Machine to Machine (M2M) communications has been under development for decades but we are still waiting for its commercial success. Already some 10 years ago, numerous companies were created with the ambition for other industries to leverage commercially from the technical achievements created in the telecom area during the 80- and 90-ties. However, even if some of these companies like e2home, wireless car, etc, exist even today, their commercial success and the impact of M2M communications on our daily life are still to be seen.
The way I see it, the main problem with M2M is that there needs to be business cases associated with the suggested applications; who is ever going to be willing to pay for that the “toaster is be able to communicate with the refrigerator” (quote: Jens Zander).
When it comes to Smart Grid Communications the situation is, however, different. At last, here is an application of communications to an area which has indeed a great need for reliable, real time and trust worthy communication systems. Moreover, the Smart Grid will generate money so there will be a business case that can pay for the development and operation of the communication system as well.
What is then the Smart Grid? The “Smart Grid” has become a buzz word that describes the next-generation electrical power system that is built on the increased use of communications and information technology in the future generation, delivery and consumption of electrical energy.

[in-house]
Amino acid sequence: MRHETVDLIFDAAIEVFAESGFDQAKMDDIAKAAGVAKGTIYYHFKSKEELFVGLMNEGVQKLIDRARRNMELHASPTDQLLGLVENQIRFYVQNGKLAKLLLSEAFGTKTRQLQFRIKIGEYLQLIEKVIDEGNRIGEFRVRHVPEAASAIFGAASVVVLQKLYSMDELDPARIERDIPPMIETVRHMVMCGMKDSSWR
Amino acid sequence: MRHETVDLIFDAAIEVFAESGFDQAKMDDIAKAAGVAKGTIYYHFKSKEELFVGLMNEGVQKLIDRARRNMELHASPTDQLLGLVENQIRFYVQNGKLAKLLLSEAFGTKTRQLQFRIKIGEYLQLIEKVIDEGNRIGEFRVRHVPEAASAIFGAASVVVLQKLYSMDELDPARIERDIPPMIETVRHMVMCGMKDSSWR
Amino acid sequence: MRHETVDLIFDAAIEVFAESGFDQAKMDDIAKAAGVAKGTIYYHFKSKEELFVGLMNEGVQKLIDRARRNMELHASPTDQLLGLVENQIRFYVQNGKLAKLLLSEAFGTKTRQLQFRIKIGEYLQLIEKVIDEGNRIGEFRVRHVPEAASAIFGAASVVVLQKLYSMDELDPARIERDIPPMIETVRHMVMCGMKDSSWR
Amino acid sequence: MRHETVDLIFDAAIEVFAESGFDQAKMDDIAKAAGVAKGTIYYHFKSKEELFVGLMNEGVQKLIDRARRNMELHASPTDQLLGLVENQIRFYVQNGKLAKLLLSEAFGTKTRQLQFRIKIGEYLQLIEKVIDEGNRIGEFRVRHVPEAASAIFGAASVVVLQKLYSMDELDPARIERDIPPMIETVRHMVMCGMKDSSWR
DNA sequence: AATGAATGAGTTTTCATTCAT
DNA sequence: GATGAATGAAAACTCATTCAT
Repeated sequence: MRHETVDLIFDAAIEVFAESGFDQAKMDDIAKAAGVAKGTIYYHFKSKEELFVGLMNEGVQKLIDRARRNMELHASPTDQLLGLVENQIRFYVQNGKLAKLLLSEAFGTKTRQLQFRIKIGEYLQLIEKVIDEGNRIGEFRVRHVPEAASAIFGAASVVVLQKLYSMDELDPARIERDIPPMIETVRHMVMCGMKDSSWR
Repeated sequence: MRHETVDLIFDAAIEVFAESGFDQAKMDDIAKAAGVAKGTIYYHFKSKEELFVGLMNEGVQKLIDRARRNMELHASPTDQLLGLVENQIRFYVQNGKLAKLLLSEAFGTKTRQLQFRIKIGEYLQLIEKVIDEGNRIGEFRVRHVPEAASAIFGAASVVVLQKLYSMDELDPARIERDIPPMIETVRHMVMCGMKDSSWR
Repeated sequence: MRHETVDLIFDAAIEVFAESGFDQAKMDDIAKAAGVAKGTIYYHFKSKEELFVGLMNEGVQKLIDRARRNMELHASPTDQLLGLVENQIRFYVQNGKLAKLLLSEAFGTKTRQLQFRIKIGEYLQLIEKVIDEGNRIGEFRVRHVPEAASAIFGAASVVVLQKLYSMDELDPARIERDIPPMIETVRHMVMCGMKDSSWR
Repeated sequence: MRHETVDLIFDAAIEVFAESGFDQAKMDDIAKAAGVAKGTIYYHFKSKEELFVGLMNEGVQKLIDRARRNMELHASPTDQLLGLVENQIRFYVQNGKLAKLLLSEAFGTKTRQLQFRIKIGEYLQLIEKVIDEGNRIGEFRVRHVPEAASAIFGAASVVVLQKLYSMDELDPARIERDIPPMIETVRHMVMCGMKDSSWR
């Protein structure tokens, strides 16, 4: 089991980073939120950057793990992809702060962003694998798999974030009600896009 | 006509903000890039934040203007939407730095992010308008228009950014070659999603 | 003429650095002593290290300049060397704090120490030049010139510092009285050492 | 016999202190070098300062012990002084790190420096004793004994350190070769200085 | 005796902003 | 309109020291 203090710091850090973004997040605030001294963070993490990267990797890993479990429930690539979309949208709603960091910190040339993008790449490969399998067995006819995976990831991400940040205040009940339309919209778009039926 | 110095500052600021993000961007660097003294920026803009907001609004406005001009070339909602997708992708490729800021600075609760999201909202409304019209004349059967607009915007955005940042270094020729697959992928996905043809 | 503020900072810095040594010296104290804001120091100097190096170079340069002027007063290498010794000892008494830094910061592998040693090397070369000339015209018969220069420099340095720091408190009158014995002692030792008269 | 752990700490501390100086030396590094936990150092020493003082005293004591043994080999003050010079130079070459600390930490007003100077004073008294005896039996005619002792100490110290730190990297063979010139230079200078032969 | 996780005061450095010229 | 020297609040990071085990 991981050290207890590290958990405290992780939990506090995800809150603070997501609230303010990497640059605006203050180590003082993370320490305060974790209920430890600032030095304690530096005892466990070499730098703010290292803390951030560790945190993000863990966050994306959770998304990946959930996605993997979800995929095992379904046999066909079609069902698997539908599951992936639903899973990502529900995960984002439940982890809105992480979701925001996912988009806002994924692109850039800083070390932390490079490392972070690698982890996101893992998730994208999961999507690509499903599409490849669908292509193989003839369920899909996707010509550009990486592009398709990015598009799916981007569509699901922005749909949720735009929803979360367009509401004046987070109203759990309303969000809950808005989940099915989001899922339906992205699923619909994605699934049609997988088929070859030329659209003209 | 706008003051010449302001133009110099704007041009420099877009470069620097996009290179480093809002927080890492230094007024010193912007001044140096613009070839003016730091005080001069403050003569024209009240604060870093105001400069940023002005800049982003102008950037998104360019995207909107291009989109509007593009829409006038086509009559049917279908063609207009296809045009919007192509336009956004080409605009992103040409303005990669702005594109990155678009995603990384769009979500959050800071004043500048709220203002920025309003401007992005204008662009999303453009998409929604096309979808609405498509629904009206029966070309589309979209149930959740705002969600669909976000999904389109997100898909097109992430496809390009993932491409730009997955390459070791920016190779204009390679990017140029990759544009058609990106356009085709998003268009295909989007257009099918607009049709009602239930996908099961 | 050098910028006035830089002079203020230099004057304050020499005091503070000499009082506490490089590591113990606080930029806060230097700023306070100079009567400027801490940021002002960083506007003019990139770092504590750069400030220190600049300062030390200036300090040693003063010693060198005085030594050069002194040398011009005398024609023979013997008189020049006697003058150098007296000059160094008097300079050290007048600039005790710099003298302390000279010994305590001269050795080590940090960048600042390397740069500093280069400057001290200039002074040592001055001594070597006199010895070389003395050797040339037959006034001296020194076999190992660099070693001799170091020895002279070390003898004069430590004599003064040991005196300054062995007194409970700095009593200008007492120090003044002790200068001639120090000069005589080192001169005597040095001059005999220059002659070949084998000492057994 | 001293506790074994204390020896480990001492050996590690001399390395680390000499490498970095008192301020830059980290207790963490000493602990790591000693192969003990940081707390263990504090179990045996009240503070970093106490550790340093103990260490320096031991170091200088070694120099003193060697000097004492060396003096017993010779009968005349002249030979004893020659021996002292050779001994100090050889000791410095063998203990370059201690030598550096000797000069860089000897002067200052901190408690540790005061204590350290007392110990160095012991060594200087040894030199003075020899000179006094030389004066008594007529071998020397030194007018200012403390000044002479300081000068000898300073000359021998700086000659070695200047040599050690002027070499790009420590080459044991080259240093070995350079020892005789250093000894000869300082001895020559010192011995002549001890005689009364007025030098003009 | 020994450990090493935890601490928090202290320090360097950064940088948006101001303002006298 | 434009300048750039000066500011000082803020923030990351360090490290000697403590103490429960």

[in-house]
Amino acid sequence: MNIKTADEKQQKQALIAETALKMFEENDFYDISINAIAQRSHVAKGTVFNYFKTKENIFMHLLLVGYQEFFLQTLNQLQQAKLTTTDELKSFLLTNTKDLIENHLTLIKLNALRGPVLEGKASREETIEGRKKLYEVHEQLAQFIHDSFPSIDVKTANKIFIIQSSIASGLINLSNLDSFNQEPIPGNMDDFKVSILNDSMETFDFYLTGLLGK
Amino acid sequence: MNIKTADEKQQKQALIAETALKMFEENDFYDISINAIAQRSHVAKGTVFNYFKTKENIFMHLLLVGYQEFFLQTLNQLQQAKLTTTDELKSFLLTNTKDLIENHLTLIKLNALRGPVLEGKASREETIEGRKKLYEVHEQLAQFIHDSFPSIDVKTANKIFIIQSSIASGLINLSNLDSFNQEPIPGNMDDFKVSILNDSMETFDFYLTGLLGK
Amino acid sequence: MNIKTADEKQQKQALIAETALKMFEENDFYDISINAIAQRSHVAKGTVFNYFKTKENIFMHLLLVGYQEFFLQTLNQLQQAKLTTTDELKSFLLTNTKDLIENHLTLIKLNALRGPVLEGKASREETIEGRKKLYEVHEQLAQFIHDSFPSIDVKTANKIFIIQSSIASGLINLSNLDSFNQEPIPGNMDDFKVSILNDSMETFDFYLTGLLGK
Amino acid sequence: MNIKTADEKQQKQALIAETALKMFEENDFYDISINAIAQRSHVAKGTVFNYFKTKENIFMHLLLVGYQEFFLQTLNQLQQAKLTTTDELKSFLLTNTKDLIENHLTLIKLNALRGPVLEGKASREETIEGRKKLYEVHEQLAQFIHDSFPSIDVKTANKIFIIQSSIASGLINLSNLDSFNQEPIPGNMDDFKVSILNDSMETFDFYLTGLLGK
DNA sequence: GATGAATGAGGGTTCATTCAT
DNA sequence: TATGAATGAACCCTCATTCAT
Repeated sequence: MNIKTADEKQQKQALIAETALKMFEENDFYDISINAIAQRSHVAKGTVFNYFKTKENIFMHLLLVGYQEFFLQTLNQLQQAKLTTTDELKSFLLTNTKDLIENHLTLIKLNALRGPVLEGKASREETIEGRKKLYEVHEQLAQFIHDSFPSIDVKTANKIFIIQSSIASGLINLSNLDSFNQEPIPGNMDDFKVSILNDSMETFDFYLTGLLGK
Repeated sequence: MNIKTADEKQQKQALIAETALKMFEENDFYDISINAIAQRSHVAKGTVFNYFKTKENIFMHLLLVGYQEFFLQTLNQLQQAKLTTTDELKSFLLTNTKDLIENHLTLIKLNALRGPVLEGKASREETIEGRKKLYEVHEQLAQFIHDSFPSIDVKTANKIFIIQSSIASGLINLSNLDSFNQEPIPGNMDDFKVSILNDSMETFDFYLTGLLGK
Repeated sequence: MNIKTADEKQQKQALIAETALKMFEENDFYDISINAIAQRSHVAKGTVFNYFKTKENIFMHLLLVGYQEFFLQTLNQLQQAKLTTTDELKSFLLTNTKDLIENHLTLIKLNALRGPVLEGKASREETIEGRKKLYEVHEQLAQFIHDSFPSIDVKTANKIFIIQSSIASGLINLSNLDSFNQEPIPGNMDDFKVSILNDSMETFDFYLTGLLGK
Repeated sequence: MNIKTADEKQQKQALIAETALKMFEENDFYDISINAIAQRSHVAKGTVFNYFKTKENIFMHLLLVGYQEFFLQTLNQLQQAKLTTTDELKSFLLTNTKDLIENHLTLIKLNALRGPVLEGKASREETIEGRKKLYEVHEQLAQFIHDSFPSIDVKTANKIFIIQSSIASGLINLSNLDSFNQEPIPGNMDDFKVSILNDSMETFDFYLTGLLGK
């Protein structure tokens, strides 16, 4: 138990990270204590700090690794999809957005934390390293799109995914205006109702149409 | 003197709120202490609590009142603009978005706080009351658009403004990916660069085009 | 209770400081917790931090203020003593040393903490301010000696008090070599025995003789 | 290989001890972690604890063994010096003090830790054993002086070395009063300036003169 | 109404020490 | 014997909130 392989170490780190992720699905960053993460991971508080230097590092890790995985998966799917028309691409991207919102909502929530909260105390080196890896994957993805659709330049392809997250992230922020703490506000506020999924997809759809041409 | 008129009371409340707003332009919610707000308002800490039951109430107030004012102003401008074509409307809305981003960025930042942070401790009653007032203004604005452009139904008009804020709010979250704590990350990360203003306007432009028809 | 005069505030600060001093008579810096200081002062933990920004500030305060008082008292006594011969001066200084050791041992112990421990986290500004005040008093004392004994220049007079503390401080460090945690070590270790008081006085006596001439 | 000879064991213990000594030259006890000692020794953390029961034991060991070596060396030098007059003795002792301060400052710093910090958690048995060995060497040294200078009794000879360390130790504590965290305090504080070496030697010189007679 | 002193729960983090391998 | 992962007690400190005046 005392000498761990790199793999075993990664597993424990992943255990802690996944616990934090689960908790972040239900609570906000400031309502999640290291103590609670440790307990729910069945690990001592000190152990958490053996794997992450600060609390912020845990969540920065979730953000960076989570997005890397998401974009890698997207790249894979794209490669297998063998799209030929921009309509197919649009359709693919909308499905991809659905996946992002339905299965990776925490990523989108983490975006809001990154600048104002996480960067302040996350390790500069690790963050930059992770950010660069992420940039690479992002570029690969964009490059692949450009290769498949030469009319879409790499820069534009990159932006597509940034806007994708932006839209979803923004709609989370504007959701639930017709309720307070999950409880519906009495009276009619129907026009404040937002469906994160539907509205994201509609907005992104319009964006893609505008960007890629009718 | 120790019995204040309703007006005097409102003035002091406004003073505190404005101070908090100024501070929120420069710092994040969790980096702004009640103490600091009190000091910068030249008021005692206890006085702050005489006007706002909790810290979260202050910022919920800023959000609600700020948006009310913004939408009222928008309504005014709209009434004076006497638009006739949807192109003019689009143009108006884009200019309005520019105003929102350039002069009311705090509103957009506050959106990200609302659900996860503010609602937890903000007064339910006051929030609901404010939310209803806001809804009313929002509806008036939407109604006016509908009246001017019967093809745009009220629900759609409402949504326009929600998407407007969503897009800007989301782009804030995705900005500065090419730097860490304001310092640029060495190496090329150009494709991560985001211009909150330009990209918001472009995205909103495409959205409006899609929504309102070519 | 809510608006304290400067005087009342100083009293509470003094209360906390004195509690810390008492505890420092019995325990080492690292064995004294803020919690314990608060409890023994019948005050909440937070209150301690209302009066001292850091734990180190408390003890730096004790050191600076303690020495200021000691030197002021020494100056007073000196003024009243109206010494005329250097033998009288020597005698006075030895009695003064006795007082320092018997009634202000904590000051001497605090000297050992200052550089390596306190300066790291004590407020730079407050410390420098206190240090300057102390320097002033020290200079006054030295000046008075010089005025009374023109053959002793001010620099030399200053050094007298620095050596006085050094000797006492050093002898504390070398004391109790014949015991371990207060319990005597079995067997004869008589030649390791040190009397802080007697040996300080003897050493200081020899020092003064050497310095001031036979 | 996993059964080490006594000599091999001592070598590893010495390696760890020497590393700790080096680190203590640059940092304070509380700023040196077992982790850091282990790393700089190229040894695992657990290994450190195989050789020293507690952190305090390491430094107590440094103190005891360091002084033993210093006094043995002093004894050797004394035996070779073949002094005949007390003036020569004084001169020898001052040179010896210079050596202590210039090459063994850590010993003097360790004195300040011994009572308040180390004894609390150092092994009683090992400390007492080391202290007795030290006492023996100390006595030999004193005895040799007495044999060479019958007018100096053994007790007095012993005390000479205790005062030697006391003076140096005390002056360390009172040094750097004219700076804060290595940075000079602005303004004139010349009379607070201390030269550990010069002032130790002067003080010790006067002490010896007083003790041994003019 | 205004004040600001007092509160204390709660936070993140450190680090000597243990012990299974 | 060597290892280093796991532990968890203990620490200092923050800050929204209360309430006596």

The conceptual model of the smart grid is based on seven important domains: Bulk Generation, Transmission, Distribution, Customers, Operations, Markets and Service Providers. The Figure above shows all the communications and energy/electricity flows connecting each domain and how they are interrelated. Each individual domain is itself comprised of important smart grid elements that are connected to each other through two-way communications and energy/electricity paths. These connections are the basis of the future, intelligent and dynamic power electricity grid. (see: http://smartgrid.ieee.org/)
With the advent of the smart grid, there is suddenly an, as yet, unmet demand for people capable of applying digital communications and computing expertise to electricity transmission and distribution. The U.S. government so desperately wants to create a robust power and energy engineering workforce that it has allocated $100 million to that training and education. That money has been distributed to 54 programs in order to train 30,000 engineers!
The Money is in the Smart Grid!